DevSecOps. Let's make it DevSecOps! It seems overnight we went from DevOps to DevSecOps. We need cybersecurity in our DevOps implementations, but you can’t simply insert a source code checker in the CI/CD pipeline and declare victory. With DevOps heavily focused on development and generation of high‐quality, stable code, it's easy for security to be an afterthought.
A proper DevSecOps approach gives equal importance to the development, security, and operation of an application. Cybersecurity doesn't fit neatly into the middle of development and operations— secure architectures, tools, and security controls need to be considered and implemented throughout the software development lifecycle (SDLC) to make an application secure.
How do we get there? Here are some tips to consider:
At PSI, we established Communities of Excellence (https://www.linkedin.com/feed/update/urn:li:activity:6757305814580625408) which provides a collaboration space for subject matter experts and technical practitioners to exchange information, share tools and experiences, and keep up with the latest technology news. This keeps our software development, testing, quality assurance, cybersecurity, and IT operations professionals working interactively and aware of what kind of work people are doing in each part of the CI/CD pipeline.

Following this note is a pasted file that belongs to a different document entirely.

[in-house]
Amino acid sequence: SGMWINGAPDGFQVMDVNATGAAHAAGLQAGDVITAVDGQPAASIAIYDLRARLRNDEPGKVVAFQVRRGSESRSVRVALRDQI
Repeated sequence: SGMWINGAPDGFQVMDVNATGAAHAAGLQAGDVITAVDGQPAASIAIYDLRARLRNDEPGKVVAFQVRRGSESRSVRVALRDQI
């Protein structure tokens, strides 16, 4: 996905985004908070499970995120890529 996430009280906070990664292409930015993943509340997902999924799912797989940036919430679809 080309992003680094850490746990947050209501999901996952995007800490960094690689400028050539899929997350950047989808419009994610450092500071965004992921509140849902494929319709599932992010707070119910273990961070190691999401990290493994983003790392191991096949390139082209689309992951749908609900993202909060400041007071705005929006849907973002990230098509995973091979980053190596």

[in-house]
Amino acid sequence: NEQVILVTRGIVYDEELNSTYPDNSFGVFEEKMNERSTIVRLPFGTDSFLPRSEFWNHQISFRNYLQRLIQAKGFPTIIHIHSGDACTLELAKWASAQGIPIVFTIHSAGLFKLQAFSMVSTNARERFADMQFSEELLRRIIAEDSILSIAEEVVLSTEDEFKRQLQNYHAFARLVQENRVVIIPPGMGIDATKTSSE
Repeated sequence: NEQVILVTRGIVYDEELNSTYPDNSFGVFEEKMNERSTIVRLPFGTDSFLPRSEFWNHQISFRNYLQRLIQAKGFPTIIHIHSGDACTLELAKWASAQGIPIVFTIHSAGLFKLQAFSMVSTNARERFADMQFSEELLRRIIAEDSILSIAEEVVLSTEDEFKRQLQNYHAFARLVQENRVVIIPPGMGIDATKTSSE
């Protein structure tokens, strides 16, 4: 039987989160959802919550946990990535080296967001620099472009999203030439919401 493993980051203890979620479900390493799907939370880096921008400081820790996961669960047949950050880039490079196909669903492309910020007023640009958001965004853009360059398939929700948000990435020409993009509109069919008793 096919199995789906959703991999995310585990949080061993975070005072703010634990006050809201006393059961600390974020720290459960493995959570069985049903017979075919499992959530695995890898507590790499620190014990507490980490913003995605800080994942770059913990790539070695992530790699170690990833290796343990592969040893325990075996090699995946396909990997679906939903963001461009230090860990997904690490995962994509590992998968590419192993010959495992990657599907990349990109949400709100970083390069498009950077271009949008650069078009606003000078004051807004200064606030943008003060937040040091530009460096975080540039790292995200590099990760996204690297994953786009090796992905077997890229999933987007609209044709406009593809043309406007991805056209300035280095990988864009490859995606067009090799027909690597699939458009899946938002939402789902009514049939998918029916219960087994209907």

Apply multi‐factor authentication (MFA) and the principle of least privilege everywhere you have access control. This includes your virtualization or cloud hosting platform, source code repository, build system, operating systems, databases, containers, and the application itself.
Use Single Sign‐On (SSO) to limit the number of accounts in use in your environment. Use Role‐based Access Control (RBAC), Attribute Based Access Control (ABAC), and Access Con‐trol Lists (ACL) to mange permissions.
Encourage professional development for your team members. Training and certifications help team members better understand the technology they are using and how to make it secure.
Learn about and apply security configurations. There are several sources, such as the Defense Information Systems Agency (DISA) Security Technical Implementation Guides (STIG) and Security Requirements Guides (SRG), Center for Information Security (CIS) Benchmarks, and National Institute of Standards and Technology Special Publications (800 Series).
Collect logs from everything, analyze them, and generate alerts for suspicious behavior. Sus‐picious behaviors include logins from unknown/foreign locations, repeated login attempts with bad credentials, failed attempts to access ports or files, etc.
Watch your front doors and back doors. Use IP whitelists to limit remote access and restrict egress traffic to prevent command and control (C2) connections in case your application does get compromised. See my previous TechTip about egress traffic (https://www.linkedin.com/feed/update/urn:li:activity:6747150924587900928).